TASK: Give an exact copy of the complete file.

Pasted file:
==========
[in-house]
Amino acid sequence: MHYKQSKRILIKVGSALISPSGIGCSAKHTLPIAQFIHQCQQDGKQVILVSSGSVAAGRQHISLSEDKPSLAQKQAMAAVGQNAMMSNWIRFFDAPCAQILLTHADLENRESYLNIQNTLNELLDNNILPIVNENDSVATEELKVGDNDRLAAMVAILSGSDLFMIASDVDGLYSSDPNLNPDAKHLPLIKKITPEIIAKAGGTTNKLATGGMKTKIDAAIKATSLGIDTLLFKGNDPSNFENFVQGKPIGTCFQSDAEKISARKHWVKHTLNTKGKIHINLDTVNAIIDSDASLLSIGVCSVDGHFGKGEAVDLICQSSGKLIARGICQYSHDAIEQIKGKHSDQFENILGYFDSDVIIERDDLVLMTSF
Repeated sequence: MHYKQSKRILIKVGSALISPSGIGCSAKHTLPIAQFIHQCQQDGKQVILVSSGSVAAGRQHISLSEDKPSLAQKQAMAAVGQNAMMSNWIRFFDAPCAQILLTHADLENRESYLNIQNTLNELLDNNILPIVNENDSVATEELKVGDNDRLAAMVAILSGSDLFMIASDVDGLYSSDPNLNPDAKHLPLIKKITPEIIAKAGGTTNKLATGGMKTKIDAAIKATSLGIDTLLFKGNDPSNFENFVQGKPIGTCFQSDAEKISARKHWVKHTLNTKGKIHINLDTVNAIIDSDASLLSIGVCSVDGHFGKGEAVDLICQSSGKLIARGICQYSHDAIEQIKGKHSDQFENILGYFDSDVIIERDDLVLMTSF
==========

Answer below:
[in-house]
Amino acid sequence: MHYKQSKRILIKVGSALISPSGIGCSAKHTLPIAQFIHQCQQDGKQVILVSSGSVAAGRQHISLSEDKPSLAQKQAMAAVGQNAMMSNWIRFFDAPCAQILLTHADLENRESYLNIQNTLNELLDNNILPIVNENDSVATEELKVGDNDRLAAMVAILSGSDLFMIASDVDGLYSSDPNLNPDAKHLPLIKKITPEIIAKAGGTTNKLATGGMKTKIDAAIKATSLGIDTLLFKGNDPSNFENFVQGKPIGTCFQSDAEKISARKHWVKHTLNTKGKIHINLDTVNAIIDSDASLLSIGVCSVDGHFGKGEAVDLICQSSGKLIARGICQYSHDAIEQIKGKHSDQFENILGYFDSDVIIERDDLVLMTSF
Repeated sequence: MHYKQSKRILIKVGSALISPSGIGCSAKHTLPIAQFIHQCQQDGKQVILVSSGSVAAGRQHISLSEDKPSLAQKQAMAAVGQNAMMSNWIRFFDAPCAQILLTHADLENRESYLNIQNTLNELLDNNILPIVNENDSVATEELKVGDNDRLAAMVAILSGSDLFMIASDVDGLYSSDPNLNPDAKHLPLIKKITPEIIAKAGGTTNKLATGGMKTKIDAAIKATSLGIDTLLFKGNDPSNFENFVQGKPIGTCFQSDAEKISARKHWVKHTLNTKGKIHINLDTVNAIIDSDASLLSIGVCSVDGHFGKGEAVDLICQSSGKLIARGICQYSHDAIEQIKGKHSDQFENILGYFDSDVIIERDDLVLMTSF